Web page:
Abigail has a new pet bunny. Now, that's much better than a cat. When was the last time you heard of a bunny attack? Except in that awful movie Food Of The Gods where poor drunk Raplh Meeker was attacked by a mutant bunny. Bunnies are cute and adorable. We commend Abigail on her choice of pet.
Thorsten asks these questions: How old am I, and what do I like? As my dear readers know, my age varies from column to column, and I could be anywhere from six to one hundred and thirty-four. As to what I like, if Mr. Mark Bakalor weren't so damned busy doing his shows in Duarte or wherever the hell he is, we could link this question to all the past My Favorite Things sections. Or if we take Pat's lead, to the Armenian Soccer Team Website. Seriously, Thorsten, check out those past Favorite Things and you'll find out all about what I like.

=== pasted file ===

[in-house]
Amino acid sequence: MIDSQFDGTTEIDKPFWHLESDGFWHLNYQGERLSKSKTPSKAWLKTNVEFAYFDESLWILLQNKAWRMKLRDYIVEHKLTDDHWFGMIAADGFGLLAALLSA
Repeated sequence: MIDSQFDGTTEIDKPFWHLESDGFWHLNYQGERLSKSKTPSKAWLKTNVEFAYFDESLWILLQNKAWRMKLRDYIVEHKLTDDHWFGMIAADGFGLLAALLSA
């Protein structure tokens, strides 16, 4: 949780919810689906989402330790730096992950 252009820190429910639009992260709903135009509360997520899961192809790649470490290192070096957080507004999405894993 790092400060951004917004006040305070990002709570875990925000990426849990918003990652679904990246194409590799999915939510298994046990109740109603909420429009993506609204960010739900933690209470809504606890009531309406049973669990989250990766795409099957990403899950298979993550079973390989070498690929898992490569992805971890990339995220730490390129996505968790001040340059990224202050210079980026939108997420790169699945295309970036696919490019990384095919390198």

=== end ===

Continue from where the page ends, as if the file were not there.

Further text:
Fred has figured out that if I was born in 1929 that I would now be 87! Which probably explains the way I look when I jog. I'll admit here and now that I am, in fact, younger that 87. In fact, I'm younger than springtime, am I.
Lots of guesses this week, and everyone guessed the exact same names. But the names guessed were not nearly complete. Here is a list of the people who have played Pseudolus on Broadway:
Zero Mostel, Dick Shawn, Phil Silvers, Nathan Lane, Whoopi Goldberg, David Alan Grier, Bob Amaral, Jerry Lester, John Bentley, Tom Poston.
This week's trivia question comes courtesy of Otto (Otto spelled backwards): In the video of Sweeney Todd, at the end of Ladies In Their Sensitivities Judge Turpin is heard singing a few bars of a song as he ascends the stairs leading to his house. What is the song he is singing?
Trivia answers, questions, comments...
Until next week, I am, as I ever was, and ever shall be...